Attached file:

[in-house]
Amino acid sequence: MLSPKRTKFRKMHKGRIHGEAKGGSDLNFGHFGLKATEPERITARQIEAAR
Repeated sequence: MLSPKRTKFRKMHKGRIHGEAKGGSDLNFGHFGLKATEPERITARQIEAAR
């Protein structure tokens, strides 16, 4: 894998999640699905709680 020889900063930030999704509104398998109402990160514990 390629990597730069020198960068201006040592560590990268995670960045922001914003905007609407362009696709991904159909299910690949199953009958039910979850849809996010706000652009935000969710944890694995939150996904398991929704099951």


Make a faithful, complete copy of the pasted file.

[in-house]
Amino acid sequence: MLSPKRTKFRKMHKGRIHGEAKGGSDLNFGHFGLKATEPERITARQIEAAR
Repeated sequence: MLSPKRTKFRKMHKGRIHGEAKGGSDLNFGHFGLKATEPERITARQIEAAR
């Protein structure tokens, strides 16, 4: 894998999640699905709680 020889900063930030999704509104398998109402990160514990 390629990597730069020198960068201006040592560590990268995670960045922001914003905007609407362009696709991904159909299910690949199953009958039910979850849809996010706000652009935000969710944890694995939150996904398991929704099951």